POSNER, Circuit Judge.
Mohammed Ali Bastanipour was born in Iran in 1944, came to the United States in 1974 to study, and became a permanent resident of this country in 1978. An accountant for Price Waterhouse, Bastanipour returned to Iran in 1979 for reasons that remain obscure. He flew back to the U.S. from Teheran in 1980 — and upon arrival at O'Hare Airport in Chicago was promptly arrested for possession of almost nine pounds of heroin concealed in jars of caviar that he had brought back with him from Iran. We affirmed his conviction of violating federal narcotics laws in United States v. Bastanipour, 697 F.2d 170 (7th Cir.1982). Upon his release from prison in 1988 after serving almost nine years of his fifteen-year sentence, the Immigration and Naturalization Service began deportation proceedings. An immigration judge ordered Bastanipour deported to Iran. The Board of Immigration Appeals affirmed, rejecting Bastanipour's claims for political asylum and, in the alternative, for withholding of deportation. We have stayed his deportation pending this decision on his petition for review.
The Attorney General (here operating through his delegate, the Board of Immigration
Bastanipour argues that the Board committed a clear error in finding that he did not have a well-founded fear of persecution should he be deported to Iran. The Board replies that the argument is moot because the Board had an independent alternative ground for denying his request for asylum: even if he had a well-founded fear of persecution, the Board would refuse to exercise its discretion favorably to him. We do not agree that the alternative ruling on discretion moots Bastanipour's challenge to the finding that he has no well-founded fear of persecution. The Board gave no reason for its contingent refusal to exercise discretion. All it said was: "We also find that the request for asylum should be denied in the exercise of discretion." A bare conclusion is not an adequate discharge of an administrative agency's responsibilities unless the ground or argument that it is rejecting is frivolous. See Bowen v. American Hospital Ass'n, 476 U.S. 610, 626-27, 106 S.Ct. 2101, 2112, 90 L.Ed.2d 584 (1986) (plurality opinion); Motor Vehicle Mfrs. Ass'n v. State Farm Mutual Automobile Ins. Co., 463 U.S. 29, 43, 103 S.Ct. 2856, 2866, 77 L.Ed.2d 443 (1983); SEC v. Chenery Corp., 318 U.S. 80, 63 S.Ct. 454, 87 L.Ed. 626 (1943); Schurz Communications, Inc. v. FCC, 982 F.2d 1043, 1049-50 (7th Cir.1992), and International Union, UAW v. NLRB, 802 F.2d 969, 972 (7th Cir.1986), for the general principle, and Shahandeh-Pey v. INS, 831 F.2d 1384, 1389 (7th Cir.1987); Achacoso-Sanchez v. INS, 779 F.2d 1260, 1265 (7th Cir. 1985); Zamora-Garcia v. INS, 737 F.2d 488, 490-91 (5th Cir.1984); Santana-Figueroa v. INS, 644 F.2d 1354, 1357 (9th Cir.1981), and Wong Wing Hang v. INS, 360 F.2d 715, 719 (2d Cir.1966) (Friendly, J.), for its application to decisions by the Board of Immigration Appeals. The case is unlike INS v. Bagamasbad, 429 U.S. 24, 97 S.Ct. 200, 50 L.Ed.2d 190 (1976) (per curiam), where the Supreme Court held that the Board of Immigration Appeals could properly base denial of relief on discretionary grounds and skip the issue of statutory eligibility. The problem here is that the Board gave no reasons for its discretionary determination.
The Board did, it is true, give reasons for denying discretionary relief under section 212(c) of the Act, 8 U.S.C. § 1182(c), Bastanipour's alternative ground for relief from deportation. That section of the Act, as interpreted by the Board and the courts, requires a balancing of equities. In re Marin, 16 I & N Dec. 581, 584-85 (BIA 1978); In re Buscemi, 19 I & N Dec. 628, 633-34 (BIA 1978); Shahandeh-Pey v. INS, supra, 831 F.2d at 1387-88. In striking the balance against Bastanipour the Board assumed that he lacked a well-founded fear of persecution. As it did not discuss how the balance might incline if he had such a fear, its resolution of the section 212(c) issue does not fill the gap left by its failure to discuss the issue of discretion under the asylum provision. Bastanipour argues that if he is deported to Iran he may be summarily executed for having converted from Islam to Christianity, a capital offense under Islamic religious law. We may assume without deciding that the Board of Immigration Appeals could in the exercise of its discretion to grant or deny political asylum take the position that it will send Bastanipour to his death for the crime of becoming a Christian rather than grant asylum to a drug felon. But we will not infer that this is the Board's position from the single sentence quoted above.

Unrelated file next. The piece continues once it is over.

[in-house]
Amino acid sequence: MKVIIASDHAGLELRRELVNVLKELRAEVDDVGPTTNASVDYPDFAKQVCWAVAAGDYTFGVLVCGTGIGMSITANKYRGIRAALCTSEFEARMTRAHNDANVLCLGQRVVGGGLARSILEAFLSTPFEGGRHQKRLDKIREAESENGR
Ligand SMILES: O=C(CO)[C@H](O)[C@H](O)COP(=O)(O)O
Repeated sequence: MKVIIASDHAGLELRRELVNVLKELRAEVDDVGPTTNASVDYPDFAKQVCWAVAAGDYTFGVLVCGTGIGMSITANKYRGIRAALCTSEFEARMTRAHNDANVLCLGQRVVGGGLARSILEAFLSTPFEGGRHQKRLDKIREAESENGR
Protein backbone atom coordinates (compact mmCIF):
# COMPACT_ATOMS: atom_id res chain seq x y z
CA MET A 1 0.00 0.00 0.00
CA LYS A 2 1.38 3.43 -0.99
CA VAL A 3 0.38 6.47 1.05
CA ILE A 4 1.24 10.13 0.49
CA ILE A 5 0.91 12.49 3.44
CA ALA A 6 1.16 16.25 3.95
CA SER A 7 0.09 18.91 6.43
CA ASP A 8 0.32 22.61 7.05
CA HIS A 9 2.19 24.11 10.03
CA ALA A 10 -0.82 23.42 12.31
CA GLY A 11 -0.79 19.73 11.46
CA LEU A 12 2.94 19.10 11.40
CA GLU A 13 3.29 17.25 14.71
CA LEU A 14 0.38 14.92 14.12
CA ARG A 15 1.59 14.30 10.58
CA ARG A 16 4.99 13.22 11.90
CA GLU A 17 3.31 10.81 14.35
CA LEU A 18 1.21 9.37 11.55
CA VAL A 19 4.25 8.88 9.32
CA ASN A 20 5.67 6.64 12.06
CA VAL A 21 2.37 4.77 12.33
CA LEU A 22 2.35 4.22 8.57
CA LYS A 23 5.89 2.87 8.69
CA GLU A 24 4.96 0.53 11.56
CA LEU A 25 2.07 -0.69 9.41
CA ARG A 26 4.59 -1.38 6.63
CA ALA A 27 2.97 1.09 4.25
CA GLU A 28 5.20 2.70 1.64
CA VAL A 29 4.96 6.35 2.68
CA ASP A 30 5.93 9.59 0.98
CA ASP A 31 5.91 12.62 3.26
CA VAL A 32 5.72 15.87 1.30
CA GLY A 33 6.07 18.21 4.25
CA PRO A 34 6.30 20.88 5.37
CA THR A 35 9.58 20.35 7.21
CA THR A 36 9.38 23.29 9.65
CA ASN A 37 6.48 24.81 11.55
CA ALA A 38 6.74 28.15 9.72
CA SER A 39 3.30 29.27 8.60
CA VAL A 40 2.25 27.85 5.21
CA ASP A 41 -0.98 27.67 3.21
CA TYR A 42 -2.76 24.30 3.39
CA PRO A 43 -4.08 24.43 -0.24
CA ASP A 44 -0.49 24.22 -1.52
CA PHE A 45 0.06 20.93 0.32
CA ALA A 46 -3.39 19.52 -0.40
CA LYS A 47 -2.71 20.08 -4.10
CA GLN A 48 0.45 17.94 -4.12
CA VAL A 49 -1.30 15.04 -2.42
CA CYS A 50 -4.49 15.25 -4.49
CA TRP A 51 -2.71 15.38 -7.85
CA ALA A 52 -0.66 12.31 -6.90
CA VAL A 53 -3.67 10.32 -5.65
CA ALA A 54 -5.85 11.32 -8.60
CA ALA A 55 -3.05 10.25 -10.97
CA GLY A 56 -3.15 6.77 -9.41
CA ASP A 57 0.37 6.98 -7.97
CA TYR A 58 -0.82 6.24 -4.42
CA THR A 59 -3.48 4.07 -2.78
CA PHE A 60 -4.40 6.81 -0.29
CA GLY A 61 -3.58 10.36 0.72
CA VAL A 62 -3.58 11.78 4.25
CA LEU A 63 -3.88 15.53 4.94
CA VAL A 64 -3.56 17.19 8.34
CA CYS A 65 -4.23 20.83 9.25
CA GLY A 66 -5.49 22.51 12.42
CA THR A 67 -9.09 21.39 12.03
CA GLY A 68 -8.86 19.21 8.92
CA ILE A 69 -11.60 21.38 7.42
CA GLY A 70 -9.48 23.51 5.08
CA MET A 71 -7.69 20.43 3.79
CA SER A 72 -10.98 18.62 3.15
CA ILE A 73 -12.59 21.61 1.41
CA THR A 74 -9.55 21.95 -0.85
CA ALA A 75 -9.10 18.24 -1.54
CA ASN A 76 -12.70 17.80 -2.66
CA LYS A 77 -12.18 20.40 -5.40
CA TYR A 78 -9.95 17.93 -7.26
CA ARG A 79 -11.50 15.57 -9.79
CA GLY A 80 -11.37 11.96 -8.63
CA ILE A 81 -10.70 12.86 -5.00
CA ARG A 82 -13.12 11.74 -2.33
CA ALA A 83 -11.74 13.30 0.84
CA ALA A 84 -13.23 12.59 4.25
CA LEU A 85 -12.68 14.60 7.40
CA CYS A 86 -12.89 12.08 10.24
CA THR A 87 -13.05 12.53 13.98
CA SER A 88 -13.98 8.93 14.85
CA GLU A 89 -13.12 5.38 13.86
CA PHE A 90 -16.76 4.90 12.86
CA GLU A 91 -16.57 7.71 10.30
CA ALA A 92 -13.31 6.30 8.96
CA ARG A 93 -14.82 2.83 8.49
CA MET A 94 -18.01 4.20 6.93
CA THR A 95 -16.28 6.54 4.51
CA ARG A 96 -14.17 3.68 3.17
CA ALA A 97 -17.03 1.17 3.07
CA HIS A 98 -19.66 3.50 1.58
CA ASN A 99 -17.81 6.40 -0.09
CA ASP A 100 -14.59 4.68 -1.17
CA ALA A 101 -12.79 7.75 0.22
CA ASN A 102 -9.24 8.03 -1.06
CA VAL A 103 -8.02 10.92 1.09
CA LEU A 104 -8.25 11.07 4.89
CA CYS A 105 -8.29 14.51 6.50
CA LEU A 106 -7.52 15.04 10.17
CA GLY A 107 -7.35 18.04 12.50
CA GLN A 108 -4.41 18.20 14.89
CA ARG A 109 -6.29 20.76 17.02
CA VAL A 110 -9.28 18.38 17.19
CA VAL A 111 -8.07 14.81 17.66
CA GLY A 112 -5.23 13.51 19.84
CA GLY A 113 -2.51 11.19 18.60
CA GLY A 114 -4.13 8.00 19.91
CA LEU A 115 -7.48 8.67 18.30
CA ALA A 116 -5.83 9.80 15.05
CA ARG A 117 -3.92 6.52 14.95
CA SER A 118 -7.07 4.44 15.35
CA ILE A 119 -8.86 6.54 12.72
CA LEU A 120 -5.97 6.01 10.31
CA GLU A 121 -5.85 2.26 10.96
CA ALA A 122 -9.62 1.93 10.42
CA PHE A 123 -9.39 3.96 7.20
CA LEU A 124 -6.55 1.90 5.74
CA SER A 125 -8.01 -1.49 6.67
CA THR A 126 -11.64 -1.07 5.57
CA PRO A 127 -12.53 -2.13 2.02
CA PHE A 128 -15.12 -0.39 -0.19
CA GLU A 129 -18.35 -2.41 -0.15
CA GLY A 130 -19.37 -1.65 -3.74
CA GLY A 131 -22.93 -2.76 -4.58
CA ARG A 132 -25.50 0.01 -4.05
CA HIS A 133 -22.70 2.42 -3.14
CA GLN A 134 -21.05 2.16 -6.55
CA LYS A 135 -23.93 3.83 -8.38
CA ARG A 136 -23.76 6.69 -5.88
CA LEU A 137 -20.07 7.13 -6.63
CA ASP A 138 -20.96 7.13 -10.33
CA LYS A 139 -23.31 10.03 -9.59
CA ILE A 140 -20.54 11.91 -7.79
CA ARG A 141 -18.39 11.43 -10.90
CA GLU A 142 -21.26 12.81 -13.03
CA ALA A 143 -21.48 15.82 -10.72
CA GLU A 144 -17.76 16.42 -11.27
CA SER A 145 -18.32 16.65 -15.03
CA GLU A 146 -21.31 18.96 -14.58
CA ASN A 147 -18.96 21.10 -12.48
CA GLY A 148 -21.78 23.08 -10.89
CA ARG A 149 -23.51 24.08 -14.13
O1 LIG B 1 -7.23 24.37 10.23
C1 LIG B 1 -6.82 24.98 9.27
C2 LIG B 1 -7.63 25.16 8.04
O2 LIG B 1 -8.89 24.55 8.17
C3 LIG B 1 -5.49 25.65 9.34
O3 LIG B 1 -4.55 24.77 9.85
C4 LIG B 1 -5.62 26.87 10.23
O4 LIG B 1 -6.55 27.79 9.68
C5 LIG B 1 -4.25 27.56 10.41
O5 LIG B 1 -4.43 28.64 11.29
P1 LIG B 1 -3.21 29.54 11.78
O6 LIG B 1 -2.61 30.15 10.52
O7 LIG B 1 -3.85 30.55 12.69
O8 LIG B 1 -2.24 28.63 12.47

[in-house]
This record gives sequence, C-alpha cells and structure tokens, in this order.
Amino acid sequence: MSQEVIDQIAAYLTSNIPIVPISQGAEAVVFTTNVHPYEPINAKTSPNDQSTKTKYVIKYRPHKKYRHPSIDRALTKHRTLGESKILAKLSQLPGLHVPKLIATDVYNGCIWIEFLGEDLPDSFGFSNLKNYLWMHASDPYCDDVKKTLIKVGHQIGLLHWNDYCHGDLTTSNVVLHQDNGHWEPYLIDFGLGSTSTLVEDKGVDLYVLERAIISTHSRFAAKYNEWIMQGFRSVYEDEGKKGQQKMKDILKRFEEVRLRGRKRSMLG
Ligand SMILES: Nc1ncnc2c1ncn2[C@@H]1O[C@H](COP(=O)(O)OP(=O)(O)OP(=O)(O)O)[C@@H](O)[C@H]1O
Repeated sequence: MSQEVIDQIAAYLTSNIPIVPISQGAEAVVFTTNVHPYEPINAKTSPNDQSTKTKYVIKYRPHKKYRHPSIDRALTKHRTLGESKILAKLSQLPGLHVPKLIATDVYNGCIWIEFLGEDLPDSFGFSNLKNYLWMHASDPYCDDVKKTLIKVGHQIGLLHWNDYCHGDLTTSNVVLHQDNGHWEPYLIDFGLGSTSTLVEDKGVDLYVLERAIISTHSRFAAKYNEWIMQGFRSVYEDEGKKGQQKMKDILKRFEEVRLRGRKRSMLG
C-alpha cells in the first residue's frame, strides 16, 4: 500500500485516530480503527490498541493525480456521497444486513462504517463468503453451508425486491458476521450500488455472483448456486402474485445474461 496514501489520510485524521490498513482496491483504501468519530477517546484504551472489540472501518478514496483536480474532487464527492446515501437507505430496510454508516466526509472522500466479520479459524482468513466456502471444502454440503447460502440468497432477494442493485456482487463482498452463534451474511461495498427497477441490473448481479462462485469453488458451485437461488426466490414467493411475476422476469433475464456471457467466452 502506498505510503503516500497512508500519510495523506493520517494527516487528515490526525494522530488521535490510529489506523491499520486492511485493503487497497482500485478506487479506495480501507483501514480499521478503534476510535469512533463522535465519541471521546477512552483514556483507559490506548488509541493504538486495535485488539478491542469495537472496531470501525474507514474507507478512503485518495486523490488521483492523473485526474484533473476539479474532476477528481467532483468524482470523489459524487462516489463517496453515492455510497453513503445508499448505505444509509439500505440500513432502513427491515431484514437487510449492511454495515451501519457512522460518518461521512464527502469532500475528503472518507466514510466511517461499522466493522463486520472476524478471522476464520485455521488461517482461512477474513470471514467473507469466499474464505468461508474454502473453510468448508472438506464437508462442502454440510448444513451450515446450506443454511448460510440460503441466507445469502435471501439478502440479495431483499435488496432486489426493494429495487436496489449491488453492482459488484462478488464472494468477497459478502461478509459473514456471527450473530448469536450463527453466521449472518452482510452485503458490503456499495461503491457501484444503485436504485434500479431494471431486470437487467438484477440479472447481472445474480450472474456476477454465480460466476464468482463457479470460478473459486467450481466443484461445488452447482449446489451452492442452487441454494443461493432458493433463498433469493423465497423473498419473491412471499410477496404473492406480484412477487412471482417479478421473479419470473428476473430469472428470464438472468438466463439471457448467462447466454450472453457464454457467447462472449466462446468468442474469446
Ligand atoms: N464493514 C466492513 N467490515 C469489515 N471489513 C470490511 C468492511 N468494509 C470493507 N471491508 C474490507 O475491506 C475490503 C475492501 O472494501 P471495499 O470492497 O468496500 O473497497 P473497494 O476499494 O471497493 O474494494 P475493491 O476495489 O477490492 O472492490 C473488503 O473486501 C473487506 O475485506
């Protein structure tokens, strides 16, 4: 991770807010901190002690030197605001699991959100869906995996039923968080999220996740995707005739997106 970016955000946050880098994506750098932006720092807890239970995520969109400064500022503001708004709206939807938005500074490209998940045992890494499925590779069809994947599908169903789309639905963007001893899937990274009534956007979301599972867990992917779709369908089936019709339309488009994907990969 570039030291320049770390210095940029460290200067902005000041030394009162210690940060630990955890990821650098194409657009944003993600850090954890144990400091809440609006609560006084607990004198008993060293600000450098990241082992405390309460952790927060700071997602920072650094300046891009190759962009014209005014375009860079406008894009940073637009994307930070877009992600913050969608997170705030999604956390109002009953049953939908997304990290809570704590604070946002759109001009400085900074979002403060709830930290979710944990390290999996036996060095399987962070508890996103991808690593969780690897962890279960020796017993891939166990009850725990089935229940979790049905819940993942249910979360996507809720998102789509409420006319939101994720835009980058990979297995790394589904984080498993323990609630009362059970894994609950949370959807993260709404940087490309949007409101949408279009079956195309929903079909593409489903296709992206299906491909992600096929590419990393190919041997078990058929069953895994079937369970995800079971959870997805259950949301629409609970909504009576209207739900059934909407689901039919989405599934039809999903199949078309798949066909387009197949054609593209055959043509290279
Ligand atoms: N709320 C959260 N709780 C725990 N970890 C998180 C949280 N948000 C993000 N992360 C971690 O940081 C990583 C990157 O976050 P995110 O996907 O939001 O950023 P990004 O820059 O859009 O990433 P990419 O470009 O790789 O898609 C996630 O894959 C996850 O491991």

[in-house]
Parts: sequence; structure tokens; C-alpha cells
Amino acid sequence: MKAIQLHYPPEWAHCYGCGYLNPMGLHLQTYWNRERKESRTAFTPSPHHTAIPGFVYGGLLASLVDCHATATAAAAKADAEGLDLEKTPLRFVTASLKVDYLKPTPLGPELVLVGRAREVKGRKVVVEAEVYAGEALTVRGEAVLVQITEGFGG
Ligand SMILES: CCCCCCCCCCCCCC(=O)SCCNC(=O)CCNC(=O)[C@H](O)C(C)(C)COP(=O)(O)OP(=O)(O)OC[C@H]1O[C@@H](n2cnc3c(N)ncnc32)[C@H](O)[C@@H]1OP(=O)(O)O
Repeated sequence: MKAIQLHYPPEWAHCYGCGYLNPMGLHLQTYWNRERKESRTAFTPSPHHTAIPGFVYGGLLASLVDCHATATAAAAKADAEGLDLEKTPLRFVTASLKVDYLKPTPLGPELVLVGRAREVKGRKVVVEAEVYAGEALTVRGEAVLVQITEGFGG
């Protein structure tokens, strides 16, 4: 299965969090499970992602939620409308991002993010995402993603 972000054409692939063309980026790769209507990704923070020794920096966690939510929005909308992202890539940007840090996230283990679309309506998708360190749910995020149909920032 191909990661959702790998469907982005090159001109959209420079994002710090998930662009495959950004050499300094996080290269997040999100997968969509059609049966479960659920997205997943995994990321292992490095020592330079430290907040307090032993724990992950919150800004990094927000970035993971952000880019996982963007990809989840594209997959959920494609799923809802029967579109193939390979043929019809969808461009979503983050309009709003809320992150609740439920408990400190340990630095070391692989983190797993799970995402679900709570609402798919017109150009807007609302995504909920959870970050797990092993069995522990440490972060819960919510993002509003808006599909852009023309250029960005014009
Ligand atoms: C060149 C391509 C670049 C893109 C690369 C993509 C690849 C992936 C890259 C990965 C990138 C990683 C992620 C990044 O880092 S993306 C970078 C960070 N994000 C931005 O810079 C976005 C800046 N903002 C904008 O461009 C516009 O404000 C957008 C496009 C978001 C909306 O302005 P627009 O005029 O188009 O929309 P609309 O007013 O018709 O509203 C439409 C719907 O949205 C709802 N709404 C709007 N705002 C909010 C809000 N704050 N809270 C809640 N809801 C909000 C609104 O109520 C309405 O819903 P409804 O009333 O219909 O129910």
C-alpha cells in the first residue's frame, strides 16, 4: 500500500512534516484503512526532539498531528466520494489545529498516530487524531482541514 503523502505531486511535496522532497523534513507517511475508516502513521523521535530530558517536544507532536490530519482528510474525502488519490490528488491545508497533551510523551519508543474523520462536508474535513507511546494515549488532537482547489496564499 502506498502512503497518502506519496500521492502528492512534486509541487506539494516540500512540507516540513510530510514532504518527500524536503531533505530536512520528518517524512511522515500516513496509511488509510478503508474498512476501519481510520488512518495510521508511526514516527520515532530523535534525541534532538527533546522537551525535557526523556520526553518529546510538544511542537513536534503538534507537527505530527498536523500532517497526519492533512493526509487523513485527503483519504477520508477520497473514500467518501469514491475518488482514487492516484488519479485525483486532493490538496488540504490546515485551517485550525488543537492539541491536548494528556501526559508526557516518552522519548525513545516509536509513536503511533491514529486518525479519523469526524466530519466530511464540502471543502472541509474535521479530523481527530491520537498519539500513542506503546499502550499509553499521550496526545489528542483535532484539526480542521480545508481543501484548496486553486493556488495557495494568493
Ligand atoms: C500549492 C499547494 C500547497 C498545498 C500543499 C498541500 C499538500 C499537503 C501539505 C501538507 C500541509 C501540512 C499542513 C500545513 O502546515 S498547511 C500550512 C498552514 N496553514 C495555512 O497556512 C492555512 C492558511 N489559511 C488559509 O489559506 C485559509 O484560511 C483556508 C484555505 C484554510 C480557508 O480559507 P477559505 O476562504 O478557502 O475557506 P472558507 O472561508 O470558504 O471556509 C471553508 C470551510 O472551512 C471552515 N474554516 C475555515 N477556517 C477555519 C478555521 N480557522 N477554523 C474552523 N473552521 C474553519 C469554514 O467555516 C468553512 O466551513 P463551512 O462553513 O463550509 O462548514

The principal issue on this appeal is, then, whether Bastanipour has a wellfounded
But of course Christians, like members of other religious groups, are a protected class and we must consider whether Bastanipour has a well-founded fear of persecution on account of his Christianity. On this critical question the reasoning in the Board's opinion is radically deficient. After reciting various facts or pseudo-facts bearing on the question, including that Bastanipour has never been baptised or formally joined a church, that he had requested a pork-free diet in prison, and that apostasy though a capital offense under Muslim religious law is not the subject of a specific prohibition in the Iranian penal code, the opinion concludes that Bastanipour "has not established that he has in fact converted to Christianity" — and that anyway there is no hard evidence that Iran has executed anyone for converting to Christianity, except for a man who became a Christian minister; and "we note that the respondent [Bastanipour] does not claim to be a Christian religious leader." (Do we detect a sarcastic note?) All things considered, the Board concluded, Bastanipour's fears are speculative — why, Iran might not even discover that he is a Christian.